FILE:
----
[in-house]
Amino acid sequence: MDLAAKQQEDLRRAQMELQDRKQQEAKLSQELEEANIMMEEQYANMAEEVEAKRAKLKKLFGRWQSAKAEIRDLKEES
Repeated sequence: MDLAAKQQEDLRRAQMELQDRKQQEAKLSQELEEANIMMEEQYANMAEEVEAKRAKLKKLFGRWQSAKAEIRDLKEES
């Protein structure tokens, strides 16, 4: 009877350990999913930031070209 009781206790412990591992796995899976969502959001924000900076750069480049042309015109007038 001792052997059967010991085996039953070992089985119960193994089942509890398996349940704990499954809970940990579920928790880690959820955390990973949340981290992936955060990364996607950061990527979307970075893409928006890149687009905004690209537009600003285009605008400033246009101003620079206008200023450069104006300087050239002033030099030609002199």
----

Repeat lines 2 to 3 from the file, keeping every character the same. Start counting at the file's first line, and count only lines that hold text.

Amino acid sequence: MDLAAKQQEDLRRAQMELQDRKQQEAKLSQELEEANIMMEEQYANMAEEVEAKRAKLKKLFGRWQSAKAEIRDLKEES
Repeated sequence: MDLAAKQQEDLRRAQMELQDRKQQEAKLSQELEEANIMMEEQYANMAEEVEAKRAKLKKLFGRWQSAKAEIRDLKEES